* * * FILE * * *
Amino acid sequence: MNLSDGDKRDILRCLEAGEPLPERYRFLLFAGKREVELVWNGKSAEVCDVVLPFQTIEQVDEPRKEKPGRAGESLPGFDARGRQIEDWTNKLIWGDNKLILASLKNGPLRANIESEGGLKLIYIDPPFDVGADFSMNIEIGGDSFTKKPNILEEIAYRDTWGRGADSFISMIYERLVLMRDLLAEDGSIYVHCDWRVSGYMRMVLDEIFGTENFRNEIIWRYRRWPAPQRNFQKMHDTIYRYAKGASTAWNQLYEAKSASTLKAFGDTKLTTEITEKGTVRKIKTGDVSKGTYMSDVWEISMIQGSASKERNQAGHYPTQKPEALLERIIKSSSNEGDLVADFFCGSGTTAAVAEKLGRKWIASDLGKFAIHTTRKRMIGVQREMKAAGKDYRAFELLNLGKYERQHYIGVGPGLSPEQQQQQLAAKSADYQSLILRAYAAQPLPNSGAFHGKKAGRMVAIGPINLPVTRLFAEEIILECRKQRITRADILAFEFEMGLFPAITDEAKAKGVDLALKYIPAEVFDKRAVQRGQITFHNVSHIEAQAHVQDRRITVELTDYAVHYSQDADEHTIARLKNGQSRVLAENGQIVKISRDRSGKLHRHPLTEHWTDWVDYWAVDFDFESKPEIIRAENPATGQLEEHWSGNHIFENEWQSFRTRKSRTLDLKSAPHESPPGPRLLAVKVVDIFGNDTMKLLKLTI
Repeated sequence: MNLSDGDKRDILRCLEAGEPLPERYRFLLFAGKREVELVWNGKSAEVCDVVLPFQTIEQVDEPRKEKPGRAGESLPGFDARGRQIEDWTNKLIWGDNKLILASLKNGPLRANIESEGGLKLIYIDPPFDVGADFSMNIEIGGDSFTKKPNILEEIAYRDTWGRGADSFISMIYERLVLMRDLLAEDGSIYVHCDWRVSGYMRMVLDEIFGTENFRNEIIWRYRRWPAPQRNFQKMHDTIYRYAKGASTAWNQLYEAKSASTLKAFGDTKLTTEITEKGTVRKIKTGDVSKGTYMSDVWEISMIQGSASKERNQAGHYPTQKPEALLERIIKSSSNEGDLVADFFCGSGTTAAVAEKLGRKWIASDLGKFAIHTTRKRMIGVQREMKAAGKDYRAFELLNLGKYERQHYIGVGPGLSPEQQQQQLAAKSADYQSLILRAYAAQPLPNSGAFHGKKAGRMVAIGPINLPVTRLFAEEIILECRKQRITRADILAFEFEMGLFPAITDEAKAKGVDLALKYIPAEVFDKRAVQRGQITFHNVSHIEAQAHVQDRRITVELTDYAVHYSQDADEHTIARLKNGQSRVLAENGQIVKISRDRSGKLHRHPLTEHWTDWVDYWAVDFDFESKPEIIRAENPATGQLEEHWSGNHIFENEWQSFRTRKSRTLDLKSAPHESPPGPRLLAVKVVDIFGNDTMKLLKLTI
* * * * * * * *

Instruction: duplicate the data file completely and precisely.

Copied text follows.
Amino acid sequence: MNLSDGDKRDILRCLEAGEPLPERYRFLLFAGKREVELVWNGKSAEVCDVVLPFQTIEQVDEPRKEKPGRAGESLPGFDARGRQIEDWTNKLIWGDNKLILASLKNGPLRANIESEGGLKLIYIDPPFDVGADFSMNIEIGGDSFTKKPNILEEIAYRDTWGRGADSFISMIYERLVLMRDLLAEDGSIYVHCDWRVSGYMRMVLDEIFGTENFRNEIIWRYRRWPAPQRNFQKMHDTIYRYAKGASTAWNQLYEAKSASTLKAFGDTKLTTEITEKGTVRKIKTGDVSKGTYMSDVWEISMIQGSASKERNQAGHYPTQKPEALLERIIKSSSNEGDLVADFFCGSGTTAAVAEKLGRKWIASDLGKFAIHTTRKRMIGVQREMKAAGKDYRAFELLNLGKYERQHYIGVGPGLSPEQQQQQLAAKSADYQSLILRAYAAQPLPNSGAFHGKKAGRMVAIGPINLPVTRLFAEEIILECRKQRITRADILAFEFEMGLFPAITDEAKAKGVDLALKYIPAEVFDKRAVQRGQITFHNVSHIEAQAHVQDRRITVELTDYAVHYSQDADEHTIARLKNGQSRVLAENGQIVKISRDRSGKLHRHPLTEHWTDWVDYWAVDFDFESKPEIIRAENPATGQLEEHWSGNHIFENEWQSFRTRKSRTLDLKSAPHESPPGPRLLAVKVVDIFGNDTMKLLKLTI
Repeated sequence: MNLSDGDKRDILRCLEAGEPLPERYRFLLFAGKREVELVWNGKSAEVCDVVLPFQTIEQVDEPRKEKPGRAGESLPGFDARGRQIEDWTNKLIWGDNKLILASLKNGPLRANIESEGGLKLIYIDPPFDVGADFSMNIEIGGDSFTKKPNILEEIAYRDTWGRGADSFISMIYERLVLMRDLLAEDGSIYVHCDWRVSGYMRMVLDEIFGTENFRNEIIWRYRRWPAPQRNFQKMHDTIYRYAKGASTAWNQLYEAKSASTLKAFGDTKLTTEITEKGTVRKIKTGDVSKGTYMSDVWEISMIQGSASKERNQAGHYPTQKPEALLERIIKSSSNEGDLVADFFCGSGTTAAVAEKLGRKWIASDLGKFAIHTTRKRMIGVQREMKAAGKDYRAFELLNLGKYERQHYIGVGPGLSPEQQQQQLAAKSADYQSLILRAYAAQPLPNSGAFHGKKAGRMVAIGPINLPVTRLFAEEIILECRKQRITRADILAFEFEMGLFPAITDEAKAKGVDLALKYIPAEVFDKRAVQRGQITFHNVSHIEAQAHVQDRRITVELTDYAVHYSQDADEHTIARLKNGQSRVLAENGQIVKISRDRSGKLHRHPLTEHWTDWVDYWAVDFDFESKPEIIRAENPATGQLEEHWSGNHIFENEWQSFRTRKSRTLDLKSAPHESPPGPRLLAVKVVDIFGNDTMKLLKLTI